it's complicated

Relearning How to Date After My Double Mastectomy

Photo-Illustration: J.V. Aranda

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When my boyfriend gave me his version of the “It’s not you, it’s me” speech in the fall of 2014, I went through all the normal breakup reactions — anger, sadness, depression — with an added bonus: Worrying about reentering the dating world with a body that felt like a ticking time bomb.

I’ve known since my senior year of college that cancer was likely in my future. I’d done the genetic math: Based on my family history, there was a 50 percent chance that I carried a BRCA2 mutation, a hereditary gene mutation that carries up to an 80 percent lifetime chance of developing breast cancer. It also comes with an increased risk of ovarian, colon, and pancreatic cancers and melanomas.

They’re scary stats. But I didn’t know for sure that I had the gene, and more importantly, I didn’t want to know — at least, not until I was married. Or at the very least, until I was in a serious relationship. Dating is hard enough already, I told myself; what man would want to enter into a relationship with a woman who had the threat of cancer hanging over her head? And although I was ambivalent about whether I wanted kids, doctors recommend that BRCA mutation carriers have their ovaries removed by age 40, so I wanted to have a potential baby daddy lined up before I had to make any choices that would impact my fertility.

And so, a few years ago, comfortably settled into my relationship, I finally underwent genetic testing. When the results came back as positive, I took solace in the fact that I had my partner as a source of support — a feeling that quickly disappeared when we broke up soon afterward. I had a preventive double mastectomy at the end of that year, and spent my recovery time imagining what my future OKCupid profiles would look like: “Must love fake breasts and high odds of developing cancer.” It didn’t have the best ring to it.

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Over the next several months, I struggled to decide if and when to tell dates about the surgery and my mutation status. What if I said something to soon and scared someone away? Or what if I waited too long and the person felt like I was lying by omission?

These issues are becoming increasingly common as more young women undergo genetic testing and counseling, says oncologist Susan Domchek, the executive director of the Basser Center for BRCA at the University of Pennsylvania. We’re seeing more and more patients who are undergoing genetic testing at age 25,” she says, “which means that many of them are not yet married and are struggling with how to balance learning that they have a BRCA mutation with decisions about when to disclose their status to a future partner.”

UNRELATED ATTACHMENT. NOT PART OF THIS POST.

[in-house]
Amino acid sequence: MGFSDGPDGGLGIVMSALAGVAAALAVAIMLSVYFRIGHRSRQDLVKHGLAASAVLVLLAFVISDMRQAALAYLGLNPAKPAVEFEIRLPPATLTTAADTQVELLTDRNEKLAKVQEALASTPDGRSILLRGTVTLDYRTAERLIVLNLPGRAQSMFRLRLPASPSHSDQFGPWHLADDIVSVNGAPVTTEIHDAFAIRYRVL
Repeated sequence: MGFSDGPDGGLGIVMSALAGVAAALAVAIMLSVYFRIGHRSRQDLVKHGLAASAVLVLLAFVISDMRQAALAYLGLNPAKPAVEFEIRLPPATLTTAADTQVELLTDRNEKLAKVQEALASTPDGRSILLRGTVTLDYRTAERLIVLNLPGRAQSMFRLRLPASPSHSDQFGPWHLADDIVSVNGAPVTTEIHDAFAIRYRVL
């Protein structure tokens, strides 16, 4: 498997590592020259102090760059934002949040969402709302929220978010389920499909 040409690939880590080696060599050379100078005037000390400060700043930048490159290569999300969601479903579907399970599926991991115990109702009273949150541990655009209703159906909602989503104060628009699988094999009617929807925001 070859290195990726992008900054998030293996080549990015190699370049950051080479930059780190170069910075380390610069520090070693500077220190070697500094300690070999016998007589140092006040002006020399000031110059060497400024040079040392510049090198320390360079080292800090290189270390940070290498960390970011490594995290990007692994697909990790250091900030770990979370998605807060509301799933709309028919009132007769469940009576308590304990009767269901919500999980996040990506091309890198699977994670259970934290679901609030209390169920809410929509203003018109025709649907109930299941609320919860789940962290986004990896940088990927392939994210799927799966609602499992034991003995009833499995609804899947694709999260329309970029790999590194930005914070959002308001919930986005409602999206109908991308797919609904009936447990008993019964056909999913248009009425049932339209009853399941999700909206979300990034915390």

There’s not much advice to be found out there, either. “Although we’ve developed tools to assist individuals in communicating their status to family members,” Domchek says, “we don’t have one yet for telling a romantic partner.”

Initially, I decided that the best way to deal with my anxiety was to keep my status a secret. I had chosen to undergo a nipple-sparing mastectomy with silicone implants, which means that it’s hard to tell that my breasts are fake unless you search for the scar. Unfortunately, this also meant that the first few hookups involved my partner squeezing my implants too tightly, which was incredibly painful. There were also several dates who wanted to know why my last relationship ended, which led to me awkwardly fumbling to think of a good cover story so I could avoid telling the truth.

So after quickly learning that “pretend you haven’t undergone life-changing surgery” was not a sound strategy, I took a hiatus from dating to evaluate things. At the time, I was realizing that my picture of the ideal partner had begun to radically shift. Before, I hadn’t given much thought to what I wanted from marriage, besides being able to say that I was married. But going through a significant health ordeal had forced me to think about what I really needed from a life partner. And what I needed was someone solid — someone I could picture standing at my bedside if I found myself in the hospital.

At the same time, I was also becoming more active as an advocate for BRCA screening, and concealing my status from potential partners felt less and less necessary. I knew that when my dating hiatus ended, I needed to reverse course on my approach. And sure enough, when a friend set me up on a blind date, my BRCA status was out in the open from the beginning — he’d already read some of the writing I had done online about BRCA, we had an easy entry point to discuss things.

And you know what? It felt great — it felt like the opposite of what I’d imagined it would be like to talk about my health with a man I liked. In a 2010 study, researchers found that although most women reported fear and anxiety around disclosing their BRCA mutation status to a partner, sharing that information generally had a positive effect on the relationship, facilitating a greater degree of intimacy.

That’s certainly how it played out for me. Maybe it was just the right person at the right time, but I like to believe the reason that we’ve been able to make things work for the past year is that I’ve learned to be up-front — about my needs as well as my fears. Even if this winds up not being my last relationship, I’ve finally reached a point where I can be comfortable with myself, mutated genes and all.

Relearning How to Date After My Double Mastectomy